"I wanted to turn it into something as attractive as the community is," he said. Now there are hyperlinks to the chamber members' businesses.

When he was starting to think about the future, and depending on the day of the week, Brent had an intense interest in music, but in the back of his mind, always wanted to work for government, as a secret agent or something.

Considering the options, it looked is if being a musician was a dicey proposition, you could work a lot and still not make it, but with business or politics, you could work really hard, put a lot into it and typically get a lot out of it, he figured.

Now his business target is digital marketing, and within the past six months, has expanded into hard-copy print, brochures and business cards. Comstock uses the word "we" in his conversations about the enterprise because his project-based business has collaborators and clients all over the place, as a digital business can. "I always count my mother as an official admin assistant," he said. He declines to disclose his revenue.

Comstock plans to go to college and study international business. "Computer science is an ever-changing field, and the values of business are going to be more solid in my mind. I never had, beyond a traditional high school course, any professional training. If there's a technology piece I can figure it out."

His mom vouches for that. "We had a scare a couple of Thanksgivings ago," she said. "A teacher told him he could hack into the school system. He went and unlocked some things he shouldn't have unlocked." Nonetheless, Mary says Brent's father, Mike, says buying that computer for Brent was the best thing he ever did.

Brent explained his commitment to the business side of technology. "I started working on computers, then started working on computers for the elderly, who called their children, and then I worked on websites," Comstock said. "It was all word of mouth spreading. I enjoyed the public relations of business management much more than I thought I would."

He's looking at Georgetown, Duke, the University of North Carolina, Roosevelt University, University of Nebraska-Lincoln, Nebraska Wesleyan, maybe St. John's.

One of his clients is the Kimmel Education and Research Center, part of UNL at Nebraska City, so the director took him on a tour of UNL after an East Coast college tour in the summer. He didn't get an opportunity to tour the prestigious Raikes School at UNL. "My ACT is not high enough, yet," he said.

Adults acknowledge Brent is unique in their experience.

"He's gonna go places. Nothing this man does would surprise me," said Bob Engles, an Auburn businessman and former mayor.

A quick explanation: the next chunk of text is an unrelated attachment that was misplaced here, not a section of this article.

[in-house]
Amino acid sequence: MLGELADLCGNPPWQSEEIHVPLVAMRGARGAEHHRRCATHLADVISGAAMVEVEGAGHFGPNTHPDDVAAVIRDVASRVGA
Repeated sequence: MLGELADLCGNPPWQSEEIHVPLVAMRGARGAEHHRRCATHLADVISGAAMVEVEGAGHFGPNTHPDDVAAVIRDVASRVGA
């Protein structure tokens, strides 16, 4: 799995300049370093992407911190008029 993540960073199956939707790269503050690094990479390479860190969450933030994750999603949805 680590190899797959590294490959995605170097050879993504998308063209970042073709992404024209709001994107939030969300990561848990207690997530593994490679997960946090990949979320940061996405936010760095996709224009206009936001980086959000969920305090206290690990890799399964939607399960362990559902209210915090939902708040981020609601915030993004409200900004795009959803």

Beverly Newton, Nebraska FBLA state adviser, said Comstock has distinguished himself among the 5,300 young Nebraskans ever since he met her at a national conference in Orlando last year.

When one runs for national office, as Brent did, the adviser asks herself whether the student can handle the tasks, because of the enormous time commitments. Brent proved himself.

"As I worked with him I started realizing what a unique individual he was and how special he was," she said. "Brent pulls out a 2½-page agenda with all the things he wanted to do. He had already planned the campaign."

A gifted organizer, she said, he is also "a grand storyteller, entertaining, engaging."

He had taken all the technology classes he could, so he wrote his own curriculum, Newton said. Then there is his musical side. "His musical gift is unbelievable," she said. "He doesn't want to do just standard structured playing, his ad libs were just hilarious. There's this creative side to him that's huge and an organized side that don't always go hand in hand. It's phenomenal to watch him go about his daily living.

"His ability to network is nothing you can teach, he's charismatic," she said.

When Comstock went to the Senate Youth Program in Washington, he got to meet the president and the secretary of defense "briefly," he said.

That's not the whole story, according to Vernon Golladay, principal of Auburn's middle and high schools.

"They picked five ... to meet with President Obama," Golladay said. "He was one of the five. That did not surprise me.

"I asked him, 'What did you say?' and he said, 'I handed him my business card. I told him this is something you might want to have.'

"He's not overpowering, not in an arrogant way. When he came back, he was very humble about being that person. But he knows where that moment of opportunity is and he's going to take advantage of that. I went, 'Wow.'"